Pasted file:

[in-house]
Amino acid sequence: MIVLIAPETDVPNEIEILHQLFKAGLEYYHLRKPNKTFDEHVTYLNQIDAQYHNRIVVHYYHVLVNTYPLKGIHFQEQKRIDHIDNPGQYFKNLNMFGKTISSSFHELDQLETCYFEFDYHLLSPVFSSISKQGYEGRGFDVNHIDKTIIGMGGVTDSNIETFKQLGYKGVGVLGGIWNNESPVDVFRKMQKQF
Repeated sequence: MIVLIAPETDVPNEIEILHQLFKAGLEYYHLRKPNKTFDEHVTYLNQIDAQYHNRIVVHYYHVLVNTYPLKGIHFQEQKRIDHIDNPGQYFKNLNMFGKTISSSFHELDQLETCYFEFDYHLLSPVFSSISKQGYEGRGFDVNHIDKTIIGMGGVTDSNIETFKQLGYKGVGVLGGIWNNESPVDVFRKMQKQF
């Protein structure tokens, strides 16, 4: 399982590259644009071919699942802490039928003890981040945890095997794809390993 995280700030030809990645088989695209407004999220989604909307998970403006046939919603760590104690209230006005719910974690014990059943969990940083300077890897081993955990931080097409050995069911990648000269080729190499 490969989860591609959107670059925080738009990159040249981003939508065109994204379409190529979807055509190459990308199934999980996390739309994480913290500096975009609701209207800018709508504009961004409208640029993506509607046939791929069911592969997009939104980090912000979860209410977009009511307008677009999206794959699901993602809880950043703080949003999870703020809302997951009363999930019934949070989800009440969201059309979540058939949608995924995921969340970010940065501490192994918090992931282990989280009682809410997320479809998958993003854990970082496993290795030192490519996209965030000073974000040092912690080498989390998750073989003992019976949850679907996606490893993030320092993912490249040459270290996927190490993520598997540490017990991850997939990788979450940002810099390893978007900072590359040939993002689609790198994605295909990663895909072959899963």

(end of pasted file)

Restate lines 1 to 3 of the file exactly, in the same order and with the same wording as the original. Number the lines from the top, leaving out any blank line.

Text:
[in-house]
Amino acid sequence: MIVLIAPETDVPNEIEILHQLFKAGLEYYHLRKPNKTFDEHVTYLNQIDAQYHNRIVVHYYHVLVNTYPLKGIHFQEQKRIDHIDNPGQYFKNLNMFGKTISSSFHELDQLETCYFEFDYHLLSPVFSSISKQGYEGRGFDVNHIDKTIIGMGGVTDSNIETFKQLGYKGVGVLGGIWNNESPVDVFRKMQKQF
Repeated sequence: MIVLIAPETDVPNEIEILHQLFKAGLEYYHLRKPNKTFDEHVTYLNQIDAQYHNRIVVHYYHVLVNTYPLKGIHFQEQKRIDHIDNPGQYFKNLNMFGKTISSSFHELDQLETCYFEFDYHLLSPVFSSISKQGYEGRGFDVNHIDKTIIGMGGVTDSNIETFKQLGYKGVGVLGGIWNNESPVDVFRKMQKQF